Though it's been called everything from the Facebook killer to just another blip on the social network radar, a RJMetrics analysis of Ello's public post, follower, and following data paints a positive picture of the ad-free social network...well...for now anyway.
A measurement of 160,000 users from the site shows Ello is capable of playing with the big dogs of social media. New user acquisition is significantly higher than it was last month. Additionally, the number of active users on Ello is 100 times higher than it was before Sept. 21.
The quadruple-threat-free, simple, beautiful, and ad-free-social network has only been around since March, growing slowly until the end of September. But a combination of factors is believed to have given it a viral surge, according to tech industry experts.
It's partly due to people hearing about it from friends on their Facebook feed. A large portion of people who use pseudonyms joined Ello when Facebook cracked down on its "real name" policy. Others, wanting to secure user names on the site (just in case), are even willing to pay for an immediate invite from an Ello member.
Think we'll go back to the status quo of social networking since Ello's new user acquisition is tapering off and Facebook has apologized about its "real name" policy? Supporters hope the new network will help make a significant difference on privacy and user rights, as critics argue it won't survive free and ad-free for long.
"I think that if you tried to run a headline in 2006, 'Facebook Is Going to Be the Next MySpace,' you would not have had enough data to have any idea. What it takes to be the next Facebook is eight years of insanely good growth and high performance," said, Tristan Handy, VP Marketing, RJMetrics. "I don't really buy into all of these claims, 'Ello is going to be the next Facebook.' What we can say right now is that Ello's user activity in these early days is similar to the early days of Twitter and Instagram."
Using analysis that RJMetrics did in the past, the analytics platform compared Ello's performance against our beloved platforms, Twitter and Instagram; as well as a brand new app that launched earlier this year, Jelly.
"It's verifiably not nothing," Handy said about Ello. "You can look at that based on user counts, and everyone knows that it has a lot of users. What our study reveals is that it's not just that they have a lot of signups. They have really strong user engagement, which is the primary measure in a social network whether it will be successful long-term. Do people keep coming back? Do they keep posting? Do they keep logging in? If they do, that's what's predictive of future success. When we say that Ello is doing well when we compare it to Twitter and Instagram, it's that their engagement looks similar to what Twitter and Instagram's engagement looked like much earlier in their trajectories. Users seem to care about Ello, and to actually be using it."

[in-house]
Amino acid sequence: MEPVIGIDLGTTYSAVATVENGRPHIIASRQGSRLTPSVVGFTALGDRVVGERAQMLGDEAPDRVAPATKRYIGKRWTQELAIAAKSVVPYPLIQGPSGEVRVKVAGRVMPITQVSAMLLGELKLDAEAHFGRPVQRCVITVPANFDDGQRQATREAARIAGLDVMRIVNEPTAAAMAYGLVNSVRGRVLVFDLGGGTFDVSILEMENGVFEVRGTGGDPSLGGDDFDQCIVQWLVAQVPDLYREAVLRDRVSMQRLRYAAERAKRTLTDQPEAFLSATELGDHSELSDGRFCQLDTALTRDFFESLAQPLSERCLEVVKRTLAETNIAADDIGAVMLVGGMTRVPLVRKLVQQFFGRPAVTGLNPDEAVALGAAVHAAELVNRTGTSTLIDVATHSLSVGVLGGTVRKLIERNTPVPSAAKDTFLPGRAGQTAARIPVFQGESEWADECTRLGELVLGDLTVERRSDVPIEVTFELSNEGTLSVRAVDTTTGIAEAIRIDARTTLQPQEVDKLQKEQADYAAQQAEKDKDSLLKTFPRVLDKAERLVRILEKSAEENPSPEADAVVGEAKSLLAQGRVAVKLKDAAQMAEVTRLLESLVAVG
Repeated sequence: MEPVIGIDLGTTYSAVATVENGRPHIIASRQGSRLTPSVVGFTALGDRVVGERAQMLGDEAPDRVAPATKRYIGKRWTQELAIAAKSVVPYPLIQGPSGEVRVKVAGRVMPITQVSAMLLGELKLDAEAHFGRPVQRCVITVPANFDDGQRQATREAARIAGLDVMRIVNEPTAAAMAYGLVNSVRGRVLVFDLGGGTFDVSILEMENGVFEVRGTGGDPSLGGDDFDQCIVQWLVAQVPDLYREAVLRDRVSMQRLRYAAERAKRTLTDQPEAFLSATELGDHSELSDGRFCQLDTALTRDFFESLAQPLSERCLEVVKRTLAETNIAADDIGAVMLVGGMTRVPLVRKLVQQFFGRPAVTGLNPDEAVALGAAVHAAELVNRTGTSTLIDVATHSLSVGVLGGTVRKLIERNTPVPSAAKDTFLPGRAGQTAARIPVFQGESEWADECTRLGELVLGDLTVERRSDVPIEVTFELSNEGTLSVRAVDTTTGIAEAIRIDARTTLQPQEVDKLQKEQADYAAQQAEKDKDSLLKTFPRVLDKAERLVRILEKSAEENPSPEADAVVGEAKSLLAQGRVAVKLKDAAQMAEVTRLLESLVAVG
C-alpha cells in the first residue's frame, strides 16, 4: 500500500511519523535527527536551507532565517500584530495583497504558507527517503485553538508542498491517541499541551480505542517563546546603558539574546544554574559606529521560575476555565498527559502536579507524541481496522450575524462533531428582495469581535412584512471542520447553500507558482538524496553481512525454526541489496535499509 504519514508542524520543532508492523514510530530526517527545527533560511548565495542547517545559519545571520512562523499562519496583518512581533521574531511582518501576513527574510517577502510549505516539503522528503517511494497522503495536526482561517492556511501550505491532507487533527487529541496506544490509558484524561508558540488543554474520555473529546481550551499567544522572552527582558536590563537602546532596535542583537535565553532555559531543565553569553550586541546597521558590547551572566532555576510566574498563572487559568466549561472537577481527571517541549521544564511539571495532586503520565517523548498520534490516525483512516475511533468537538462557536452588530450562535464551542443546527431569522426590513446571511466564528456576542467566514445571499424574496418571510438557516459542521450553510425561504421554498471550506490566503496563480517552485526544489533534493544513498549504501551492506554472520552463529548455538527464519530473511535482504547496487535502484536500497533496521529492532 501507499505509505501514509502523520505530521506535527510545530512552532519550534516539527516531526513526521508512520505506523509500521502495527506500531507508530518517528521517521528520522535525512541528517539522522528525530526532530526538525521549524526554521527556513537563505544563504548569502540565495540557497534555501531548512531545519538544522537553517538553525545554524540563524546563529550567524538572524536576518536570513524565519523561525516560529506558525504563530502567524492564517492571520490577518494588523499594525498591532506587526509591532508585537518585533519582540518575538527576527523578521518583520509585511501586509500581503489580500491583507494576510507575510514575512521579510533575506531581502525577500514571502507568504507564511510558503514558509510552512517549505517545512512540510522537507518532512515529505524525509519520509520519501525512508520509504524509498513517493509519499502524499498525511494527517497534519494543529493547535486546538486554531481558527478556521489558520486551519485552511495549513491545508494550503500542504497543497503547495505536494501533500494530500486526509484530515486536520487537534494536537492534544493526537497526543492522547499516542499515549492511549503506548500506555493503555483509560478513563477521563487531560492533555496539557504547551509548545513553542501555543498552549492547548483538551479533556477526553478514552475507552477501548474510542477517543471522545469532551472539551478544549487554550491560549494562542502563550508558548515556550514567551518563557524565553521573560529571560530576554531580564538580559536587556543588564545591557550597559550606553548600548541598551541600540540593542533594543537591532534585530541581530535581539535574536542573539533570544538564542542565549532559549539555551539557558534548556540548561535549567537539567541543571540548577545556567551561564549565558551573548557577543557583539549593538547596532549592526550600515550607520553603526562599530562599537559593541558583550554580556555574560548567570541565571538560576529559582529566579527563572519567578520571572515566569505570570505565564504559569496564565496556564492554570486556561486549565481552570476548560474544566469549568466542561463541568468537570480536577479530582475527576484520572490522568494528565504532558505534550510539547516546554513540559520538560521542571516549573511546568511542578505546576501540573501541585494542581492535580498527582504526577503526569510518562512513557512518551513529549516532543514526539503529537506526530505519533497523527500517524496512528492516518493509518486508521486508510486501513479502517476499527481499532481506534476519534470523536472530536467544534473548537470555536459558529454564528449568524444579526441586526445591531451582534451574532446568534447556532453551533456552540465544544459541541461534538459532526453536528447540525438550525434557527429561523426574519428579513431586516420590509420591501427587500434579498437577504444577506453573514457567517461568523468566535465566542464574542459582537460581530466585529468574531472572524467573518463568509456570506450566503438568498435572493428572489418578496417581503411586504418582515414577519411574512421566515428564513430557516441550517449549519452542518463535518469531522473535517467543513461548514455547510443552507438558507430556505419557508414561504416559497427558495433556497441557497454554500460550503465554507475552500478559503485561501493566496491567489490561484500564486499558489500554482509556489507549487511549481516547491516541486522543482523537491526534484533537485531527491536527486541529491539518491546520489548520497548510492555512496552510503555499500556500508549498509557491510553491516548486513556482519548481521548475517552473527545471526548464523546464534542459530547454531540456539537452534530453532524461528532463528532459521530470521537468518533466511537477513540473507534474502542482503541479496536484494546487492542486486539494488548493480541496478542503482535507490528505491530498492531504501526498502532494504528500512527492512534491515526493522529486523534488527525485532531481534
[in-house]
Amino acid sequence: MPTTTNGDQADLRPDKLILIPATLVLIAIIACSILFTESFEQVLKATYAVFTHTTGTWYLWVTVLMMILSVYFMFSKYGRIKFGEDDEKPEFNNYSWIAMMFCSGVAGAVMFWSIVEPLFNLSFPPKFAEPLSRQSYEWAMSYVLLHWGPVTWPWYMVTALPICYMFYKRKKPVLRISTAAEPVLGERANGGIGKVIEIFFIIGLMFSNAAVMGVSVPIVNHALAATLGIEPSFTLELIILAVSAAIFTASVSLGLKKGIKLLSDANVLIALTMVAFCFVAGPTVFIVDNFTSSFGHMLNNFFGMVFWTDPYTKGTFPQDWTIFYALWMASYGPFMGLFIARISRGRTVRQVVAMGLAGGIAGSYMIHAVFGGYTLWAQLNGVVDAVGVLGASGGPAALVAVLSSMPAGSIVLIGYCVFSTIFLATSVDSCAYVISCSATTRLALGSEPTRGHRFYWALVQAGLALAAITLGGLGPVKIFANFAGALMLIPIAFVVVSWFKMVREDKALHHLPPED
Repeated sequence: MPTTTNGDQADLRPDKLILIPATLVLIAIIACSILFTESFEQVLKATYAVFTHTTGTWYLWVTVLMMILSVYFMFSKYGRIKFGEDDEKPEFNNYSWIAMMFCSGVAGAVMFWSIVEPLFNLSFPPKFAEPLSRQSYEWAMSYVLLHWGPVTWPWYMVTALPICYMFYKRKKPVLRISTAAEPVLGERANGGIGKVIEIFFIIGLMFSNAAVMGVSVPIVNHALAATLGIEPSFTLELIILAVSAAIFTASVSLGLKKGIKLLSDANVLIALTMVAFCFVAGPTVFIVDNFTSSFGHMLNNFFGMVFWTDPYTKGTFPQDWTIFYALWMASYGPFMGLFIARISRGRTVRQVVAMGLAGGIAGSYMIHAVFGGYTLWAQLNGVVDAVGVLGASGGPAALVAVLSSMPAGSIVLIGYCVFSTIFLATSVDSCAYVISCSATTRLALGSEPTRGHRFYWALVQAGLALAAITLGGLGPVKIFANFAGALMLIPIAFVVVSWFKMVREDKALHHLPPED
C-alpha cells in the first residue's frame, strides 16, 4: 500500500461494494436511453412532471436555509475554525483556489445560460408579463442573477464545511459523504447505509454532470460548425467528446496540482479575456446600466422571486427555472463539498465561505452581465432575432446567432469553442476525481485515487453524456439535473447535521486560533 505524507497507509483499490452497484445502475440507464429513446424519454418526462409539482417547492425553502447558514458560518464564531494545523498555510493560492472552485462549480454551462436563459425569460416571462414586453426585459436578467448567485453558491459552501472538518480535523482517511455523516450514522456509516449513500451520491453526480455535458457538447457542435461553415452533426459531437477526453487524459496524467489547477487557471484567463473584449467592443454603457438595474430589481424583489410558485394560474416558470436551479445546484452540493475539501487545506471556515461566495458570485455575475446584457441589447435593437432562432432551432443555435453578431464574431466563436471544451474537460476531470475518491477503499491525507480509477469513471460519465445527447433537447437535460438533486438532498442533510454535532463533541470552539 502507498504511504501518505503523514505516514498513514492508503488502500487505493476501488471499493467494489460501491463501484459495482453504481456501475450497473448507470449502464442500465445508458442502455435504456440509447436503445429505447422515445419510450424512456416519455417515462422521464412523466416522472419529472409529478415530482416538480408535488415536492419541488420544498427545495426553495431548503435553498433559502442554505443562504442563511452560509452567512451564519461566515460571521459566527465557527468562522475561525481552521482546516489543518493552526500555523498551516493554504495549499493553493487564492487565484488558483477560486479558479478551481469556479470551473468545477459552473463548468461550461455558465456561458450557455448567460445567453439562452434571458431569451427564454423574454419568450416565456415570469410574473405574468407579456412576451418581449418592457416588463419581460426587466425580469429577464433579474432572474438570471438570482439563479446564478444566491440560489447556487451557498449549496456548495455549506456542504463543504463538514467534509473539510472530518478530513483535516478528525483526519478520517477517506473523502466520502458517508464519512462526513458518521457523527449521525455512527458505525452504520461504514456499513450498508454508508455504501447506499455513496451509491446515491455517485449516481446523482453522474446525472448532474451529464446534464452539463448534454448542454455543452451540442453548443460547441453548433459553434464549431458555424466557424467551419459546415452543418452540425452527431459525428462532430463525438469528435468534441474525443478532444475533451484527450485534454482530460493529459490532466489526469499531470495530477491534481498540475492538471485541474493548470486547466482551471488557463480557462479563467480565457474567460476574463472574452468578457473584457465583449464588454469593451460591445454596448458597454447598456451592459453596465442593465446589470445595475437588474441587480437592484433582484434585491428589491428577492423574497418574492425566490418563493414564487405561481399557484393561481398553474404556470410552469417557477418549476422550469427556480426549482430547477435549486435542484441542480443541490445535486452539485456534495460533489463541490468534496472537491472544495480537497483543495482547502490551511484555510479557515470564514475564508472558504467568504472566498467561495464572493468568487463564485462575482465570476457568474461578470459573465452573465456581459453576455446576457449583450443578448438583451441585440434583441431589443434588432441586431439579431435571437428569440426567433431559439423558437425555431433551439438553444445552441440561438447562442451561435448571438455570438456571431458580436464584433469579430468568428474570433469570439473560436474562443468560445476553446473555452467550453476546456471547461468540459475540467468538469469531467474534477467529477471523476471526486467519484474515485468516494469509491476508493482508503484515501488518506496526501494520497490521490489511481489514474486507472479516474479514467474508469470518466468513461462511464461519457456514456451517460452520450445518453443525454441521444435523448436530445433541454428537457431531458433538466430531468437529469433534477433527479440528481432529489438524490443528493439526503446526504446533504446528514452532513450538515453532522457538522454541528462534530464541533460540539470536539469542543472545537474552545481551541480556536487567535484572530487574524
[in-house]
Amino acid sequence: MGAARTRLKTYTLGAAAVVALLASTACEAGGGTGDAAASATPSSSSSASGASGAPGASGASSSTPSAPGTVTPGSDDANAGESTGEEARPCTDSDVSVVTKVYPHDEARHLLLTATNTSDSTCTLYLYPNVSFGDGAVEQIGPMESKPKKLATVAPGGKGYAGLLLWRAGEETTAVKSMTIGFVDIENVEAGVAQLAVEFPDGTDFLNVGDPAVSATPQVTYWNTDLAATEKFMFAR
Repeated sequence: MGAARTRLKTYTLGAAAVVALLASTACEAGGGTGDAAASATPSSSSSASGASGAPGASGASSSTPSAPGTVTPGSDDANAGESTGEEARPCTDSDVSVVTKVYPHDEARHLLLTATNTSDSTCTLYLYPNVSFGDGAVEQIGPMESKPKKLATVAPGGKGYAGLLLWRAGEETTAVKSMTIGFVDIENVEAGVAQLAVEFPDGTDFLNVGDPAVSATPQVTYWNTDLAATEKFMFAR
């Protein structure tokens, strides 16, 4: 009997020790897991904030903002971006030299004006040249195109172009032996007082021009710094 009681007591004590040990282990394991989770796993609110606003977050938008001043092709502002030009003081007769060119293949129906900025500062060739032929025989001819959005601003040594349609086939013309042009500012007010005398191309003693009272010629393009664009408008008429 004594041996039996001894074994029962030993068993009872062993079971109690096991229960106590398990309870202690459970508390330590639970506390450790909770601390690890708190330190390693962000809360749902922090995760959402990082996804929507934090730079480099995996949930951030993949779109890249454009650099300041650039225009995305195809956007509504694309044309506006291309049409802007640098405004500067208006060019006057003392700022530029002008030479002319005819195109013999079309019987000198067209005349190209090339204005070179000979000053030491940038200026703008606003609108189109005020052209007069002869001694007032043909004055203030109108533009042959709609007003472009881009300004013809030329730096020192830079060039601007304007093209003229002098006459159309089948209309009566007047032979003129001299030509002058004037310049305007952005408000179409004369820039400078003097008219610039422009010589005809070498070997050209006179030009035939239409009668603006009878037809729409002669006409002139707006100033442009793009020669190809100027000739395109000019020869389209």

Zooming in on Ello's period of exponential growth, it's impressive that 27 percent of its users have posted more than three times. Also, six days after signup, 20 percent of users were active every day four, five, and six days after signing up on the site. Compare this to Twitter in 2009 when it had been around for about three years. RJMetrics analyzed its user engagement and found that about 20 percent of its users were returning over the course of a given week.
Even though 36 percent of Ello users have never posted and 18 percent have only posted once, it's adding 3,000 to 4,000 users per hour, 73 percent of which haven't updated more than three times. Back in 2011, Instagram was adding 130,000 new users per week (800 an hour), and 65 percent of all users had not uploaded more than three pictures. So again, Ello is holding its own, especially when you consider that it's not as easy these days to break into the social landscape than it was two, three, or five years ago.
"People are getting a little bit lost," Handy said. "Facebook is a lot like the mass media. Everyone is on it and receiving the same experience. It's similar to network TV. There's a huge viewership. The content they're producing appeals to the largest number of people possible. That doesn't mean it's not possible to succeed if you don't become network television. Today, there's more and more ways of reaching your end viewer in the entertainment space and more ways of being successful as a content creator. I don't think there's any reason to believe you can't make a business in the social space for a particular subset of users that love it and the way that it works. I think that's what Ello is trying to do."
Conversely, the research-related app, Jelly, didn't fare as well, although it offers the twist of a connected society of people helping each other, as its homepage pitch reads. When it launched earlier this year, RJMetrics analyzed its active user cohorts by day as well. Even Jelly's best-performing cohorts only had 10 percent of users still active by day six.
"Ello has got to continue doing super well for a really long time if it wants to compete against the massive social media space," Handy said, "as well as being creative about motivating people to keep coming back and engaging. I haven't posted on Ello yet, and I've never gotten anything from them saying, 'Hey, you should really come back and post something.'"
RJMetrics plans to do another analysis on Ello's public pages if we're still hearing good things about them in the next few months. In the meantime, check out RJMetrics' SlideShare, "What Instagram, Twitter, and Jelly Indicate about the Future of Ello," for more information and highlights.